From my perspective as a retiree-focused investment advisor, I want everyone to pay themselves first by automating the savings process. And, the further away retirement is from today, the greater the impact of the dollars saved when invested correctly. Of course, things can intervene, like losing a job or being struck by the unexpected – in this case, a pandemic.
Despite COVID-19, a recent First Quarter 2021 Analysis of Individual Retirement Accounts (IRA) by Fidelity Investments, one of the world’s largest asset managers, showed a strong upward trend in retirement savings, average balances of over 30 million IRA, 401 (k) and 403 accounts (b) having reached record levels for a second consecutive quarter.
However, amid the positive financial news, many people have faced challenges with retirement savings, and recent data from a Federal Reserve’s fourth quarter 2020 report illustrated some of the problems.
The report, entitled “Economic well-being of American households in 2020, reviewed the results of the eighth annual Federal ReserveSurvey of Household Economics and Decision Making. “The more than 11,000 participants were adults aged 18 to 75 and over.
The survey, conducted in November 2020, compared the fourth quarter of 2020 to the same period a year earlier, before the pandemic fully manifested itself in the United States. (24%) in 2020 compared to a year earlier (14% in 2019).
Emergency use of pension funds
While retirement funds work best when they are allowed to grow unaffected, there may be times when they need to be used as a source of emergency funds, especially during economic hard times. In response to the pandemic, the Coronavirus Aid, Relief and Economic Security Act (CARES), enacted in March 2020, increased for 2020 the maximum amount of a loan taken from qualifying pension plans to $ 100,000, and also waived the 10% penalty for early withdrawals from IRAs, 401 (k) and other defined contribution plans in certain circumstances.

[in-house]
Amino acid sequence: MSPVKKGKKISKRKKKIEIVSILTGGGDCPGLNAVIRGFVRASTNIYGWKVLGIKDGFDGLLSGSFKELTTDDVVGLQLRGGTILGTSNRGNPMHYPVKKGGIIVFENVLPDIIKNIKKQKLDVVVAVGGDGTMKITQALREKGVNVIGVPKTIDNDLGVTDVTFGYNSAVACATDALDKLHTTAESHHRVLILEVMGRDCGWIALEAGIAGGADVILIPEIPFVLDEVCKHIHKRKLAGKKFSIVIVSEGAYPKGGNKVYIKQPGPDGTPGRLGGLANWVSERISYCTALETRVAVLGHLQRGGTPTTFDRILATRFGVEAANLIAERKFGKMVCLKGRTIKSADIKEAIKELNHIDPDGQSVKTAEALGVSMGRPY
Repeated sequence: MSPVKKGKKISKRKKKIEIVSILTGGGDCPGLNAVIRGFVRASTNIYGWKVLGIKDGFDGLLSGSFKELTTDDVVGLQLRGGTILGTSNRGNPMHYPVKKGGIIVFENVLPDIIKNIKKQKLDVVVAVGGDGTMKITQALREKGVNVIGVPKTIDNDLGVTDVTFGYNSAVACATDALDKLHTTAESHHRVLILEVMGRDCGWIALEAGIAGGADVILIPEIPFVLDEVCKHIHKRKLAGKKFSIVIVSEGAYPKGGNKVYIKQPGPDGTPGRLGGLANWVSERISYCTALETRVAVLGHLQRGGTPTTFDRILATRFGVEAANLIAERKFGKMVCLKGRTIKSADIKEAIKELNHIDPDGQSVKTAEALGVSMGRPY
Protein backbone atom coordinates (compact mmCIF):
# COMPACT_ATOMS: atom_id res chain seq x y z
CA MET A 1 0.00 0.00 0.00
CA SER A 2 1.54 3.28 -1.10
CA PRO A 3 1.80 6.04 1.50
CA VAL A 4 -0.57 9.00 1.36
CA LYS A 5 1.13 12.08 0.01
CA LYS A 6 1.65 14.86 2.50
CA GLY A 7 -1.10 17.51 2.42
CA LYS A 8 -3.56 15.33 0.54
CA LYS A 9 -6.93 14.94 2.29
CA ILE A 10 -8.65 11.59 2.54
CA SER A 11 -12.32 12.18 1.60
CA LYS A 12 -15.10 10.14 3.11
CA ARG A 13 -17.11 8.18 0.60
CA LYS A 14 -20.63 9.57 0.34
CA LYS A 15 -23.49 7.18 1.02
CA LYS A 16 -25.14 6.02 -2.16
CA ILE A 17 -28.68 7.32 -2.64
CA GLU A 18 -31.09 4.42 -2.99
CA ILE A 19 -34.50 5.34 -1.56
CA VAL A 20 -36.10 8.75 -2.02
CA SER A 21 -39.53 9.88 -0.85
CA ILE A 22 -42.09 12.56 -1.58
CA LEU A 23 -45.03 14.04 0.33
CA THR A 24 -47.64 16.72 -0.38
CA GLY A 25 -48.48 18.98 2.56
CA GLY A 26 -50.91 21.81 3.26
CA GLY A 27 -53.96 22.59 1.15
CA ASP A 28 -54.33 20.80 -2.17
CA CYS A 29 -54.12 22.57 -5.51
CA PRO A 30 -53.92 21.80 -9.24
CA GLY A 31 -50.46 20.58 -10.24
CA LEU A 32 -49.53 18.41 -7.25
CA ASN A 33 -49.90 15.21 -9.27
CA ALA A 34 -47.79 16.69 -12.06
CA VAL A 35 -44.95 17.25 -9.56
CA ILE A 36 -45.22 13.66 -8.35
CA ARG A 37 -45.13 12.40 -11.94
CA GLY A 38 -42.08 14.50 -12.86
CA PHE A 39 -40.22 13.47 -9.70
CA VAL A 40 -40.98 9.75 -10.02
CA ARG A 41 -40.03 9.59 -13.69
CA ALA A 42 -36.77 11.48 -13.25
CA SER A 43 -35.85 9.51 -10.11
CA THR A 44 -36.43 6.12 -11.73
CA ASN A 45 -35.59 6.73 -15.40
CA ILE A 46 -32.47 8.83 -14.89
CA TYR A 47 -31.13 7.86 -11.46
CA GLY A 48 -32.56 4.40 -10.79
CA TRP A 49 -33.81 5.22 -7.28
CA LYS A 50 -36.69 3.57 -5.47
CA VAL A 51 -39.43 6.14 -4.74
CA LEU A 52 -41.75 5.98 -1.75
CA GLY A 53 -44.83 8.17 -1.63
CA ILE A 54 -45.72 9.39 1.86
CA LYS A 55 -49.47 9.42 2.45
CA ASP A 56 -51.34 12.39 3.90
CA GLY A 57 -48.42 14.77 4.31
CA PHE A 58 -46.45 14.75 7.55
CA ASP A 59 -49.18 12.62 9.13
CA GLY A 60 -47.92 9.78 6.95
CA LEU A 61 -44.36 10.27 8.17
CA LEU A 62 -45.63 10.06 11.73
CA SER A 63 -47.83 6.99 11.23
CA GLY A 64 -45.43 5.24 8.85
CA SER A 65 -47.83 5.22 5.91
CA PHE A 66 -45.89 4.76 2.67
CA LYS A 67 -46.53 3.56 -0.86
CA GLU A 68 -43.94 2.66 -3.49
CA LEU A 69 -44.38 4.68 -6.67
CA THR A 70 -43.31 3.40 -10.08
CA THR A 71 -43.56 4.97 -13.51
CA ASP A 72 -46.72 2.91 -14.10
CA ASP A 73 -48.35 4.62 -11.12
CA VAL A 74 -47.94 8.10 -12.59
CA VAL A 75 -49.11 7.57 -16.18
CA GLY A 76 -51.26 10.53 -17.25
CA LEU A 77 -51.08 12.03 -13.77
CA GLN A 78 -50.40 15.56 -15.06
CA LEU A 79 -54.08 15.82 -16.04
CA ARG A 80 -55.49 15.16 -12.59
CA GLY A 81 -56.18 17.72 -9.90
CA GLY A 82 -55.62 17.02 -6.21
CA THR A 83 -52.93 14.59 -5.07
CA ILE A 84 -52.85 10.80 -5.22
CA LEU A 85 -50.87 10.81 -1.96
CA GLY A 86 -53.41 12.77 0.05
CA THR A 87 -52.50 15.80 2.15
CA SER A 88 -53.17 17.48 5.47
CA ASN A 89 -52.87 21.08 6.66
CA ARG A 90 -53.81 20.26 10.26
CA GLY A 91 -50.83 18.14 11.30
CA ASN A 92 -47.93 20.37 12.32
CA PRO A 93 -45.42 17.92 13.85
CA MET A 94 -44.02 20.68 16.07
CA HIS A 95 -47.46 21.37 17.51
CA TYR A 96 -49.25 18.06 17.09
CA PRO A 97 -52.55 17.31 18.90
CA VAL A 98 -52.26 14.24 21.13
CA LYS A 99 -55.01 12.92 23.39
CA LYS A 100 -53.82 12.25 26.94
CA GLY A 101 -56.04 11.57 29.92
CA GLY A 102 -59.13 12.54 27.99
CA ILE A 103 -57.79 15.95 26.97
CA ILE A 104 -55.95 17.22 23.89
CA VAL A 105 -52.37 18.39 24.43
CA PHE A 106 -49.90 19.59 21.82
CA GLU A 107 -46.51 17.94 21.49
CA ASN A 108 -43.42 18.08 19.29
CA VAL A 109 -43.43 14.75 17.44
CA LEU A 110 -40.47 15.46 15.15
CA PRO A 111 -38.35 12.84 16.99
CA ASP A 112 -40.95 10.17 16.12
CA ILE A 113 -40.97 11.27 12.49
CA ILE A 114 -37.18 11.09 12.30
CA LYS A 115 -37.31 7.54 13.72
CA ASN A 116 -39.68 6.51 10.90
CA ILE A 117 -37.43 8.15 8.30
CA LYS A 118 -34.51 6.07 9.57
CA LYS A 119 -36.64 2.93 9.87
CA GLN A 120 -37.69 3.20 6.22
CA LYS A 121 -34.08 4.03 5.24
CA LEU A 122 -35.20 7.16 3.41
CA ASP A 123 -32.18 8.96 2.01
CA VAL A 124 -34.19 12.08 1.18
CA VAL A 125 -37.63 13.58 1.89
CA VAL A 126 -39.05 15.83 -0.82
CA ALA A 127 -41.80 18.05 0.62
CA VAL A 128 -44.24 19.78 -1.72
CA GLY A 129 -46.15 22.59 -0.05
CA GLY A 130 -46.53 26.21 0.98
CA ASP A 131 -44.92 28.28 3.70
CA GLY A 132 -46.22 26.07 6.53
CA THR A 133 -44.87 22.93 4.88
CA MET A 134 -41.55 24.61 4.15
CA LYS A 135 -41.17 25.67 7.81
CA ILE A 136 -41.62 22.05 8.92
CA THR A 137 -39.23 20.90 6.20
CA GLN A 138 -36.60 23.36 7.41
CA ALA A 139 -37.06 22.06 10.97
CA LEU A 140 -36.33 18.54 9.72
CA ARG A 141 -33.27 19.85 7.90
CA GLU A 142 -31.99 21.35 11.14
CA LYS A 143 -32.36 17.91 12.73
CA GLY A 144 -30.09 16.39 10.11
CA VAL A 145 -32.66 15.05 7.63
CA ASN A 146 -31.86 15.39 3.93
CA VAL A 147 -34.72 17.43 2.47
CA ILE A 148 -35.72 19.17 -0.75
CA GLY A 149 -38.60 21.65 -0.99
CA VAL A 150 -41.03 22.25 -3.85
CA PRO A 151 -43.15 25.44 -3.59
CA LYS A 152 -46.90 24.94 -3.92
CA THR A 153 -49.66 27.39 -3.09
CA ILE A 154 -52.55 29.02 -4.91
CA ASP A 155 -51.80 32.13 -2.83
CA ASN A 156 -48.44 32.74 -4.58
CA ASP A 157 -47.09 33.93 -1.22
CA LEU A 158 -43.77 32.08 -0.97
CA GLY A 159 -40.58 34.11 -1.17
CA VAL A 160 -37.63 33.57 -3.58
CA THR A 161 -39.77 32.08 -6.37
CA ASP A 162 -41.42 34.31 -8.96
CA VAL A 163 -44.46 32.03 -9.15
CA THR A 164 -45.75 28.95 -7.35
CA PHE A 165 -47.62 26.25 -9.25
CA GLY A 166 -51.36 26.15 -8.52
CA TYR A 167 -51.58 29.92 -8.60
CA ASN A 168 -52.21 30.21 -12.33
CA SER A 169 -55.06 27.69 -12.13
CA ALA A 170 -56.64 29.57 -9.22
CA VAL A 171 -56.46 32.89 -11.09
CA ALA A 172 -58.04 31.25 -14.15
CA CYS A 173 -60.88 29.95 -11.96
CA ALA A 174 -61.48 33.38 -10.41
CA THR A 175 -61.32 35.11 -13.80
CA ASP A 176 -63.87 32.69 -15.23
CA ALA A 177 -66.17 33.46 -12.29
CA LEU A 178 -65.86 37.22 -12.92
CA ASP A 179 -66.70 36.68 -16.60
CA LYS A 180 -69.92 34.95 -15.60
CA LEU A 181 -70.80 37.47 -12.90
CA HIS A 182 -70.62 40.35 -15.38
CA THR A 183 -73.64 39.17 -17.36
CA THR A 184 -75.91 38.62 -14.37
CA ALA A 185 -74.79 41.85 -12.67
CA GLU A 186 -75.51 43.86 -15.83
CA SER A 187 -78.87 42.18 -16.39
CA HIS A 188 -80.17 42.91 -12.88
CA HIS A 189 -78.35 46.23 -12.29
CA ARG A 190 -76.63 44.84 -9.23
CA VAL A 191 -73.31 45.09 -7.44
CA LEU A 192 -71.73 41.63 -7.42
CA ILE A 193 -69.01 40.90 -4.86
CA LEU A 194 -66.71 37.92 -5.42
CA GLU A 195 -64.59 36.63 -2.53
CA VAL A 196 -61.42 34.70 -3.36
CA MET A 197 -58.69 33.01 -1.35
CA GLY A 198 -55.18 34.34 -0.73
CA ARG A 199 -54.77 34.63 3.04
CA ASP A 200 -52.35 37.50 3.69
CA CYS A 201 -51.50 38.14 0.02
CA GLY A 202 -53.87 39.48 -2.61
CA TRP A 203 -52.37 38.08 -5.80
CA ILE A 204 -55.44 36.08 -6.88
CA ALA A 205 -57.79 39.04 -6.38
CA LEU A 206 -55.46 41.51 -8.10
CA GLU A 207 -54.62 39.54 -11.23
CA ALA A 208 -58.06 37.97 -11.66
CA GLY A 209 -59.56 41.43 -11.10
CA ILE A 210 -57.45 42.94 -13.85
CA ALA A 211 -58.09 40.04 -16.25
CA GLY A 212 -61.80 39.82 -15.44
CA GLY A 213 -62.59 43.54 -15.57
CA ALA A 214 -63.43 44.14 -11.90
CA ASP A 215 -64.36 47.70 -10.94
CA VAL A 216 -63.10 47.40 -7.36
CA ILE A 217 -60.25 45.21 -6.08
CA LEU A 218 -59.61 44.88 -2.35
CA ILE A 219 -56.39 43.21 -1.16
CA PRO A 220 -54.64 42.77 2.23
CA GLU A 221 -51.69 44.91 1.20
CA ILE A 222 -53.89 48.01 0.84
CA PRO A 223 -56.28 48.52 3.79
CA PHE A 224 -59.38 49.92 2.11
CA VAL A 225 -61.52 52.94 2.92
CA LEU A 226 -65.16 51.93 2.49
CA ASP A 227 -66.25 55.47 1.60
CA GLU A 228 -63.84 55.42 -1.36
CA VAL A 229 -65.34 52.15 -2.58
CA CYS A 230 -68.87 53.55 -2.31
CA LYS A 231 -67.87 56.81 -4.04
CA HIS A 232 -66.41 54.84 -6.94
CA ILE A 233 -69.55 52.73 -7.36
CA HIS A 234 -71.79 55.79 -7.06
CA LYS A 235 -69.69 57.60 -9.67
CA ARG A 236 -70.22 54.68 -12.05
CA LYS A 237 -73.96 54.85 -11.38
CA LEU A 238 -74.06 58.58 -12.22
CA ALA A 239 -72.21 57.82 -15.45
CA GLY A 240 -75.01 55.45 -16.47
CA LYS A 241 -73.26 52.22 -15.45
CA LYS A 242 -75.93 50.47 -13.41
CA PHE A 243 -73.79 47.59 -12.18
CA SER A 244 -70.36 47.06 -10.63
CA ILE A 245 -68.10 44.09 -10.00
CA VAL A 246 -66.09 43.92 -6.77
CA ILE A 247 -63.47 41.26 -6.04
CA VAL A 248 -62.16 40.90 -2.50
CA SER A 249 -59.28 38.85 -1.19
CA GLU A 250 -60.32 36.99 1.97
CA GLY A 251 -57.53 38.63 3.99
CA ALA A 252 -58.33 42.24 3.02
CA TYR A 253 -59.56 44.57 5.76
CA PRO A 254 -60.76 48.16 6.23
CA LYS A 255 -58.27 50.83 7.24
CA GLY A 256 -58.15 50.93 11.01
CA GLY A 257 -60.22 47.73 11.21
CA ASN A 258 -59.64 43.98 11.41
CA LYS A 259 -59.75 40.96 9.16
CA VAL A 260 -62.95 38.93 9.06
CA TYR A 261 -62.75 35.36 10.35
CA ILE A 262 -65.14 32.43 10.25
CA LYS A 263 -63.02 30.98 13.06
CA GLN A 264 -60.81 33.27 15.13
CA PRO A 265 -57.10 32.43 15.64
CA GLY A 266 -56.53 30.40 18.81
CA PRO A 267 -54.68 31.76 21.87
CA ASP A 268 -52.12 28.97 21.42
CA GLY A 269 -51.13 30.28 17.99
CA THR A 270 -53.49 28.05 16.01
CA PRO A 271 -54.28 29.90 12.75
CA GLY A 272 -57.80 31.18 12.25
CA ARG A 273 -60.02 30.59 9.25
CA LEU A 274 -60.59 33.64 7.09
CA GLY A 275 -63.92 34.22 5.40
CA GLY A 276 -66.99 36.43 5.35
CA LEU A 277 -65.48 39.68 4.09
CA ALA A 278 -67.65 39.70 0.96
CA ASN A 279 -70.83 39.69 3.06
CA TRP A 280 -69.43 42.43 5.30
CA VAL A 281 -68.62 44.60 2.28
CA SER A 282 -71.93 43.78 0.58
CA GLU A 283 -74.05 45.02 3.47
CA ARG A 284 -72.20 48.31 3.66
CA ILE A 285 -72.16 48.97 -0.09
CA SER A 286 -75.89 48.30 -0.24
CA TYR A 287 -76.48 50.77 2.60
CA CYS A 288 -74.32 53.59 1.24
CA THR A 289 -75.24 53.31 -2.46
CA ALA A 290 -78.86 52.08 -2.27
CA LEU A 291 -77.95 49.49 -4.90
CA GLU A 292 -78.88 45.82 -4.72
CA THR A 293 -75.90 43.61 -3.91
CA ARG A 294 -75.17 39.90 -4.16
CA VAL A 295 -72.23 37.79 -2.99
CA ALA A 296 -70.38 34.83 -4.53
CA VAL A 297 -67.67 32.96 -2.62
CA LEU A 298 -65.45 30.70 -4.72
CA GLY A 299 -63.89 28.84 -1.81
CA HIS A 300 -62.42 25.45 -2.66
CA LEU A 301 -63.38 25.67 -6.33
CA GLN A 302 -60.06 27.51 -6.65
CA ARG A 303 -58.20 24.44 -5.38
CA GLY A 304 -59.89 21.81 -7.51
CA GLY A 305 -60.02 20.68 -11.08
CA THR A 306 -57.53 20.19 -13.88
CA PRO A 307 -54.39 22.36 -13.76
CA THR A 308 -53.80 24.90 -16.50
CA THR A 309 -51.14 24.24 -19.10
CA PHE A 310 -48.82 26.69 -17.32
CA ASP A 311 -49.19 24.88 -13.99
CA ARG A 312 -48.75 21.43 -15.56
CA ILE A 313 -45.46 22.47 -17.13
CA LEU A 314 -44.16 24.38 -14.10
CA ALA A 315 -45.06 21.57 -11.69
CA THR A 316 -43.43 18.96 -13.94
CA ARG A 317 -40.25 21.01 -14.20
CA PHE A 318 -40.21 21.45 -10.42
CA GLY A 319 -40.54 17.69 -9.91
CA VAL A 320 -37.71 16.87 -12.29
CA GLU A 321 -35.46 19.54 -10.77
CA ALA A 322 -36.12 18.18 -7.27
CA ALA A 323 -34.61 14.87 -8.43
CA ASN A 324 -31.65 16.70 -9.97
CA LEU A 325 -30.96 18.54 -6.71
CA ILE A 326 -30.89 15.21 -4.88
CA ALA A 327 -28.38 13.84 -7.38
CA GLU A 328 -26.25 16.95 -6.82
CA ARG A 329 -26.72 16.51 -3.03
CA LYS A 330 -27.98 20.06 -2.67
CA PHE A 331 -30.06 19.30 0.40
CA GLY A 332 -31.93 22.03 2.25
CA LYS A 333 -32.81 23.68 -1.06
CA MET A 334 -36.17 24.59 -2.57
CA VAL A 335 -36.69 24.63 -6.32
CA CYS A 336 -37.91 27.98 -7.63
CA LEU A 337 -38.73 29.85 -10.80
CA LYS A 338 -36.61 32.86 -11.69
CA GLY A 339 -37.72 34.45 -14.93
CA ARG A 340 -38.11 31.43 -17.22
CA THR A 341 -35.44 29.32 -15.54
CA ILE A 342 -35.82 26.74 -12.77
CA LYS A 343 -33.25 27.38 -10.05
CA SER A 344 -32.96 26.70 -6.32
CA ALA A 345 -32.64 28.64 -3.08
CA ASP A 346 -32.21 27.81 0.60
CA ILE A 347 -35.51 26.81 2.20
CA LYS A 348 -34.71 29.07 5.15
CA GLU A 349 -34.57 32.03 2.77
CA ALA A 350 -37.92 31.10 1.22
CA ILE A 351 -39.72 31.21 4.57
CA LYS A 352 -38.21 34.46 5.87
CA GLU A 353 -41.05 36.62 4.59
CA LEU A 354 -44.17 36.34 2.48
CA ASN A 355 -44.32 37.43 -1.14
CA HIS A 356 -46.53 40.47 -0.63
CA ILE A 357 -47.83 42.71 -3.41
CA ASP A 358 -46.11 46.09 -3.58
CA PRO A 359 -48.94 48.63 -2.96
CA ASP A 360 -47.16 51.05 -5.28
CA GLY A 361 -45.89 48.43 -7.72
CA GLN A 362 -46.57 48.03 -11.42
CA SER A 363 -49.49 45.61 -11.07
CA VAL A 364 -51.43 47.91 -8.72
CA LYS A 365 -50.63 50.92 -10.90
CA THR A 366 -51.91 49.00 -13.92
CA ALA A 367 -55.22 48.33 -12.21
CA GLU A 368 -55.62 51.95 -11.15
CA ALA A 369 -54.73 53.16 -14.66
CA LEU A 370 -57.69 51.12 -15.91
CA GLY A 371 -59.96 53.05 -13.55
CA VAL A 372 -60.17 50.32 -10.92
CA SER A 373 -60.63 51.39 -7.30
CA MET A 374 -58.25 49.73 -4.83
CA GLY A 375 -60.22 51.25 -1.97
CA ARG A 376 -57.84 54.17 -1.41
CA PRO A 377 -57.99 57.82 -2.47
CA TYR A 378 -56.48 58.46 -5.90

According to the Federal Reserve’s survey, 9% of non-retired adults reported using up their retirement savings in the previous 12 months, and the percentage rose to 14% for non-retirees who were made redundant and borrowed. or cashed out their retirement funds. savings.
Fifteen percent of those with smaller retirement accounts, with balances of less than $ 50,000, borrowed or cashed accounts, compared to 9% of those with account balances of $ 50,000 or more.
If you have withdrawn a 2020 coronavirus-related distribution from your retirement account, the CARES law allows a period of three years to repay it. More details on loans and the CARES law can be found at IRS.gov.
Have you retired because of the pandemic?
About one in three adults (29%) who retired during the period studied by the Federal Reserve said factors related to COVID-19 played a role in their decision to retire.
Do you know if your retirement is on track?
If you, like 45% of respondents, believe that your retirement savings are do not on track, what better time than now to retool, if your circumstances permit. (Only 36% of pre-retirees felt that their retirement savings have been on the right track. The remaining 19% were not sure.)
If you, like one in four (26%), have no retirement savings, then there is no better time to start than now, assuming again your personal circumstances allow it.
To get started, take advantage of the free online tools offered by the Financial Industry Regulatory Authority (FINRA), which regulates brokerage firms. Start with the FINRA calculator to estimate what you need to save for retirement.
Finance your future
Many people continue to do well when it comes to saving for retirement, as the Fidelity report demonstrates. Others are in trouble. Yet a commitment to saving for retirement and a plan to achieve it, even if it only involves a small amount of money right now, can pay off when you need it most.
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